We've had that experience as well. I'll say that being a licensed certified meth cleaner is lucrative. it cost us around 5k for one afternoon of his work. At the time there were only about 13 guys licensed to do it in all of Tennessee.
In the case of our friends, it was bad enough that they had to strip out most of the interior of the house. It was a lot of work, they lost a bunch of money that they could never get back.
Yes! My BIL owns a few of these. A very good investment!
And insurance won't cover it either...
Other apartments. Commercial properties. Farmland. Owned as a shareholder in a larger entity. Turn X apartments in socialist wonderland into into Y% of a multi-family development in some place with contract laws.
On the real-estate theme, if you like the cash flow - 1031 into more real-estate, consider higher end condos or student housing (yeah, they get heavy wear, but parents co-sign and you can rent for 9-10 months for full 12 month in some places).
My best rentals were nicer homes 4/2.5/2 with cheaper than market rents that incentivized the renter to stay for years, pay on time, and essentially leave me alone. Low turnover, low vacancy, lower expenses and hassle. Severe background checks and selectivity a must.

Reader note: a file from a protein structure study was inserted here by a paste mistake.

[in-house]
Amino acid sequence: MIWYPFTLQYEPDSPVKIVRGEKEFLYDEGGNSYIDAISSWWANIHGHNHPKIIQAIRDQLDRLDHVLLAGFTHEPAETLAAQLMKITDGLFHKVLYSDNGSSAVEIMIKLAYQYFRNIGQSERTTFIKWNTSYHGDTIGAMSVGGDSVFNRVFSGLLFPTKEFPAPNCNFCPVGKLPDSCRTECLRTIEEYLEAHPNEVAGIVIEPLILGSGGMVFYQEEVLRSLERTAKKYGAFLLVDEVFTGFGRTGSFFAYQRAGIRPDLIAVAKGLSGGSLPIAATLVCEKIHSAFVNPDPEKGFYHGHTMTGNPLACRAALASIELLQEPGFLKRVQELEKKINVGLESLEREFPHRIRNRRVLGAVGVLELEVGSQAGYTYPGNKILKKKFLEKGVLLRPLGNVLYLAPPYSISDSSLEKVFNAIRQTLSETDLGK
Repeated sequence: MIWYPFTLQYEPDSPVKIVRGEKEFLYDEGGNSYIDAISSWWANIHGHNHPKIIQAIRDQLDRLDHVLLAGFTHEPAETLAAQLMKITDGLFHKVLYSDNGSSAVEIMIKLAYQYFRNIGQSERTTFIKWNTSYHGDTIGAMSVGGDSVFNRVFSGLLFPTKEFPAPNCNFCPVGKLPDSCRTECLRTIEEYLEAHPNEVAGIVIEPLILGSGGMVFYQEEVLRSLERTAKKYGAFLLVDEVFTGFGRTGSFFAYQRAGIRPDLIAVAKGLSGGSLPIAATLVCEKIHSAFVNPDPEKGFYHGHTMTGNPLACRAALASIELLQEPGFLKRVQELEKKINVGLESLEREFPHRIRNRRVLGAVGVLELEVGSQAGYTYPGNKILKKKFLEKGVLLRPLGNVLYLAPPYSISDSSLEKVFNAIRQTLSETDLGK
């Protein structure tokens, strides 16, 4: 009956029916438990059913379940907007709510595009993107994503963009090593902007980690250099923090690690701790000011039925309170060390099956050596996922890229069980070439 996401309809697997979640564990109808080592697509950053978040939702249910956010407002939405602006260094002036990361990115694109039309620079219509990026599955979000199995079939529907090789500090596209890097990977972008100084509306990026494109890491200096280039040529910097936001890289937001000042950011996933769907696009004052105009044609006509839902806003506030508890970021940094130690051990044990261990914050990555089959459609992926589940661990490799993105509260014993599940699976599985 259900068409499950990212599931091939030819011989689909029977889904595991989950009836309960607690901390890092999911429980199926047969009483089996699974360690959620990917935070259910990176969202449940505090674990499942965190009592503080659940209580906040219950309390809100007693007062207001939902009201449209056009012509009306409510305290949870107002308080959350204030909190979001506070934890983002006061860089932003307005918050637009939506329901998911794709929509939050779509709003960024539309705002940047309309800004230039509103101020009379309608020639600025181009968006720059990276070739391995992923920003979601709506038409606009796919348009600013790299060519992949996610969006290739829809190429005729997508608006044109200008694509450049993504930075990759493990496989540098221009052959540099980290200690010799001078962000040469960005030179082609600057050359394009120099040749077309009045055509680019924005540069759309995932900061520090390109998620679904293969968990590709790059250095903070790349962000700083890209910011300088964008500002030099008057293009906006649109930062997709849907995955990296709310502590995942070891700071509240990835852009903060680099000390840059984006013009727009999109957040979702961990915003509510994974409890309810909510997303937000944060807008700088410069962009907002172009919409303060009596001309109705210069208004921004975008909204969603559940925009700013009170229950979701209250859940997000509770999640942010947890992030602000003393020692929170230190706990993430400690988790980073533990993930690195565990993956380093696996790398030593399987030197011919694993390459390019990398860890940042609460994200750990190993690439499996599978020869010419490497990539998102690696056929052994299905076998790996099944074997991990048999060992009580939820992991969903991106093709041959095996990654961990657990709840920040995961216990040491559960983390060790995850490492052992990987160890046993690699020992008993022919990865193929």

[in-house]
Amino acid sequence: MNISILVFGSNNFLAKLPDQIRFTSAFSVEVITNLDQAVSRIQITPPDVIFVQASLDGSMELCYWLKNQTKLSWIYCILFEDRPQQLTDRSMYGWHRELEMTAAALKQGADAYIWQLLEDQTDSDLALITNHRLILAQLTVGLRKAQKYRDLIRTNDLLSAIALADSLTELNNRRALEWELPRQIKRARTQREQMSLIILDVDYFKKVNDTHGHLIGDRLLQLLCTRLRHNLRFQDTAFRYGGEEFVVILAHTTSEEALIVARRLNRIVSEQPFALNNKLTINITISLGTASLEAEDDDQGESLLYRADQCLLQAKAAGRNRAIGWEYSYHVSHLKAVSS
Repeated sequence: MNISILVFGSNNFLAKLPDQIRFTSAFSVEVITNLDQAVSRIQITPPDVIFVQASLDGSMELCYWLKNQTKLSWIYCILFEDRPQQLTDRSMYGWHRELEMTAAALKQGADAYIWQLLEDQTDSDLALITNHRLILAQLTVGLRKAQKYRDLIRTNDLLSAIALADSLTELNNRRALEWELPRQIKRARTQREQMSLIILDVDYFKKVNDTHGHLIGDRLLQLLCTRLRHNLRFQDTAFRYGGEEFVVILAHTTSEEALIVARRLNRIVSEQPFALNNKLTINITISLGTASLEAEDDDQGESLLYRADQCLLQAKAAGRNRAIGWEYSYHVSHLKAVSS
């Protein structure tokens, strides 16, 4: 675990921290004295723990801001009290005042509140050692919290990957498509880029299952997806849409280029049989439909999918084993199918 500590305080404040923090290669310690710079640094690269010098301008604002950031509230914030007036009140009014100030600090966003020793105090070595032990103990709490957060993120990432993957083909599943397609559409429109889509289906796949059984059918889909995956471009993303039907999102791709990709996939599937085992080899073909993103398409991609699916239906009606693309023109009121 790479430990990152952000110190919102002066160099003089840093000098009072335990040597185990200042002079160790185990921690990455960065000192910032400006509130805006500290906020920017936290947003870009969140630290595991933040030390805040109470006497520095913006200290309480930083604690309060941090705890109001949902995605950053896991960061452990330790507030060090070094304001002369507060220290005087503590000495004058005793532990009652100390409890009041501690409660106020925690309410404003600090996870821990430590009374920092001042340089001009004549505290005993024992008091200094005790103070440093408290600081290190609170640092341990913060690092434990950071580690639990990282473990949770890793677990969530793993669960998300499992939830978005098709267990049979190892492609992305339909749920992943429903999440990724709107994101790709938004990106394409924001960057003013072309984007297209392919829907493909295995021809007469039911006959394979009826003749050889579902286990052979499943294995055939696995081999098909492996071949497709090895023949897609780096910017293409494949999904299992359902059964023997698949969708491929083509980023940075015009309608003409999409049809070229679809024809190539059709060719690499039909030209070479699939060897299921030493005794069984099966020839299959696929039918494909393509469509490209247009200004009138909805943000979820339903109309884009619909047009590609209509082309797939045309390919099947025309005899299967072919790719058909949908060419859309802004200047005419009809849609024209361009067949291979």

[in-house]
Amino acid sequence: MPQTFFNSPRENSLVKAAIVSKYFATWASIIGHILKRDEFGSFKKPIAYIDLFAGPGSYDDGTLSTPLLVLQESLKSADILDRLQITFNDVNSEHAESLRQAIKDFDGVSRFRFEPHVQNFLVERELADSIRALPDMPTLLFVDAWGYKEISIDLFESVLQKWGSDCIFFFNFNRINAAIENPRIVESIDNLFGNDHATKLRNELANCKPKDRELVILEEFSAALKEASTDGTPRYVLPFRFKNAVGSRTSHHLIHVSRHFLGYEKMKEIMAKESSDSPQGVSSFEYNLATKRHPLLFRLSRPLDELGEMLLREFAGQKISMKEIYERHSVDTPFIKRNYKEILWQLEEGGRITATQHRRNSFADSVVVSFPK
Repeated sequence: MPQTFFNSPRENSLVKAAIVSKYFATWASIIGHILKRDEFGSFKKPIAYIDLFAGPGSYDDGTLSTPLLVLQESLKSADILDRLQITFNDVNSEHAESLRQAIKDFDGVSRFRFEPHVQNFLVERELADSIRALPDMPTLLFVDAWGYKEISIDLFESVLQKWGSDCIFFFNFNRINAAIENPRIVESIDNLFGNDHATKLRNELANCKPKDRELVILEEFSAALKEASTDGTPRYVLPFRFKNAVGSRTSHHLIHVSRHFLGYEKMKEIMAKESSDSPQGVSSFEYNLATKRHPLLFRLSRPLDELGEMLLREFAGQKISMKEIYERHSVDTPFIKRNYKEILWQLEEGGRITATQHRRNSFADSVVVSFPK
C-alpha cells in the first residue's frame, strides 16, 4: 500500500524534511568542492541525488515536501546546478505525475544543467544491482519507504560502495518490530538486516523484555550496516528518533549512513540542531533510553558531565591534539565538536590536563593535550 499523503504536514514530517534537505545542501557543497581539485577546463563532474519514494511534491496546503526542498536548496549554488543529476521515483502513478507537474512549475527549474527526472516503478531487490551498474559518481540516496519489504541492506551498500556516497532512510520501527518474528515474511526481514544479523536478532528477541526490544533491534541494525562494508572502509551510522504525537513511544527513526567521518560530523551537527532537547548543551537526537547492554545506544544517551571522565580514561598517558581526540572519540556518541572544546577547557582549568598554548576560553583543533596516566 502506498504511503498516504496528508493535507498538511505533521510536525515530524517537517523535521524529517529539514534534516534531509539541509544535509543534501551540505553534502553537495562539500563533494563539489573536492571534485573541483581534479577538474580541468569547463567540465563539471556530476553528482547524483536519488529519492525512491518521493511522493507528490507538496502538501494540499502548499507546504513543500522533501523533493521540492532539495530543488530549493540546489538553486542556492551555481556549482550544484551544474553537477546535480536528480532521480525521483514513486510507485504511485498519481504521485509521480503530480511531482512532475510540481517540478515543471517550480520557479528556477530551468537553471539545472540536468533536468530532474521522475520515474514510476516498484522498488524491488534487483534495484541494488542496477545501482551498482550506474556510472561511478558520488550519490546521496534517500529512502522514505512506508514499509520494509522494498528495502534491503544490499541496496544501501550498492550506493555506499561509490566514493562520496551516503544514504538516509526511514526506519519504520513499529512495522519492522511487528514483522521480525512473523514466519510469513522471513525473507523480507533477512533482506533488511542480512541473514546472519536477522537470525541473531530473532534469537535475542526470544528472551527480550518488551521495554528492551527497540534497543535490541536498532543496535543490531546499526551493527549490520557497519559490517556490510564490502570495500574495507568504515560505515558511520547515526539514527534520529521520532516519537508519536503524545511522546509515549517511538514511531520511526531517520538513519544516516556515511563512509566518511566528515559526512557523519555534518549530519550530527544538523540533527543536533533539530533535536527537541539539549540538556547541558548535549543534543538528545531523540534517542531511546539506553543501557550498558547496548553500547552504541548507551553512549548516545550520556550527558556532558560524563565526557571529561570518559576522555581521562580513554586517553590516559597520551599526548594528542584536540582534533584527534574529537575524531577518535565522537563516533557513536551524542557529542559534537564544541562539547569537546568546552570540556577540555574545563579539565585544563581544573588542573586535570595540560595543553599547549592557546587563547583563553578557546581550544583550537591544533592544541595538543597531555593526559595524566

The other end of the spectrum are concrete block section 8 multi-family units. Tiled and linoleum floors with the most basic appliances the agency allows. Painted washable walls, no laundry. Government pays the rent on time. Must-have is a manager and a handyman in between you and the tenants who only deal with some nondescriptly named LLCs as recipient of the checks.
Defense contractors, initially.
If anyone has too much money, I'd like to see someone produce a certificated, all aluminum version of the long EZ.
What makes you think he was talking about you?
We have had this almost exactly. One of the best changes we made was to non-renew the mod-rehab contracts with housing. Housing tenants didn't have any deposit to speak of, and the damage to the units was significant. Also housing paid rates below market.
It's gotten harde and harder to start one, and the government is still so used to traditional employment that I don't expect it to get any better soon. And yes, I work with a lot of entrepreneurs.
I like the self storage idea. Considered building one on property that I sold last year.
But as far as 10-20% on stocks? A few good mutual funds should get you at least 10%. The way the market has been 20% isn't that hard. But yeah there are risks. I got about 35% on mine last year. I have it split up into about 4 or 5 different funds but mine are a little on the aggressive side. You could get into something with a little less risk and should still be able to get 10%. Call a few brokers. Schwab, TD Ameritrade, etc. Call them and see what they offer. They have managed accounts that they will set up and manage or you can manage it yourself. My daughter is a financial advisor for Northwest Mutual. This is the kind of stuff she does. You would call her and get ideas then let them manage your accounts. Not saying to call my daughter but find someone local to you and talk to them.